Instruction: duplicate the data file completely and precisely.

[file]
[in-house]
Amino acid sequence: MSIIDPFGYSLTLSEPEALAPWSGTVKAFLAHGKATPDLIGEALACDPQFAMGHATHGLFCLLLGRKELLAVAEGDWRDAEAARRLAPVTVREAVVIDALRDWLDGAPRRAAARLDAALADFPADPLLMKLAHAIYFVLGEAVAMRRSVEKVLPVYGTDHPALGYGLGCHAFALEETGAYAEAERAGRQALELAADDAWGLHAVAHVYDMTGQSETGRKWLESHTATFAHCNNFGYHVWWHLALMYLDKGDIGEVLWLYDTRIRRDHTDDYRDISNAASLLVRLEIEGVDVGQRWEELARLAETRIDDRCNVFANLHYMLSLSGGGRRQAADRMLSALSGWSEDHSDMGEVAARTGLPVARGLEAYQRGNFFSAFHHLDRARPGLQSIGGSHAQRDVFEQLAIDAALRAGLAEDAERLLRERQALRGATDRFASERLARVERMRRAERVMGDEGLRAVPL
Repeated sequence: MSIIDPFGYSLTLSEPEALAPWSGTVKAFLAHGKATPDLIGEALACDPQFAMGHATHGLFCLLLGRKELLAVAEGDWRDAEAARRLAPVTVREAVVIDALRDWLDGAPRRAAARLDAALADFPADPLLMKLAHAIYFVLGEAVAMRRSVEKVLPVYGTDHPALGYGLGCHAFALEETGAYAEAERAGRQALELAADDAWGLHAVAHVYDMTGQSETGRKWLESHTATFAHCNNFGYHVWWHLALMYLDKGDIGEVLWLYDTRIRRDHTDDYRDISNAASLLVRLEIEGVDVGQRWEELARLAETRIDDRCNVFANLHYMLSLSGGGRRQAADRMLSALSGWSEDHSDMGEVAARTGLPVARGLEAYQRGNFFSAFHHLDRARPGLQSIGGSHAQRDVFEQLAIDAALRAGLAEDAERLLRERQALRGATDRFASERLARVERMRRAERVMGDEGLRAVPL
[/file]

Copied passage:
[in-house]
Amino acid sequence: MSIIDPFGYSLTLSEPEALAPWSGTVKAFLAHGKATPDLIGEALACDPQFAMGHATHGLFCLLLGRKELLAVAEGDWRDAEAARRLAPVTVREAVVIDALRDWLDGAPRRAAARLDAALADFPADPLLMKLAHAIYFVLGEAVAMRRSVEKVLPVYGTDHPALGYGLGCHAFALEETGAYAEAERAGRQALELAADDAWGLHAVAHVYDMTGQSETGRKWLESHTATFAHCNNFGYHVWWHLALMYLDKGDIGEVLWLYDTRIRRDHTDDYRDISNAASLLVRLEIEGVDVGQRWEELARLAETRIDDRCNVFANLHYMLSLSGGGRRQAADRMLSALSGWSEDHSDMGEVAARTGLPVARGLEAYQRGNFFSAFHHLDRARPGLQSIGGSHAQRDVFEQLAIDAALRAGLAEDAERLLRERQALRGATDRFASERLARVERMRRAERVMGDEGLRAVPL
Repeated sequence: MSIIDPFGYSLTLSEPEALAPWSGTVKAFLAHGKATPDLIGEALACDPQFAMGHATHGLFCLLLGRKELLAVAEGDWRDAEAARRLAPVTVREAVVIDALRDWLDGAPRRAAARLDAALADFPADPLLMKLAHAIYFVLGEAVAMRRSVEKVLPVYGTDHPALGYGLGCHAFALEETGAYAEAERAGRQALELAADDAWGLHAVAHVYDMTGQSETGRKWLESHTATFAHCNNFGYHVWWHLALMYLDKGDIGEVLWLYDTRIRRDHTDDYRDISNAASLLVRLEIEGVDVGQRWEELARLAETRIDDRCNVFANLHYMLSLSGGGRRQAADRMLSALSGWSEDHSDMGEVAARTGLPVARGLEAYQRGNFFSAFHHLDRARPGLQSIGGSHAQRDVFEQLAIDAALRAGLAEDAERLLRERQALRGATDRFASERLARVERMRRAERVMGDEGLRAVPL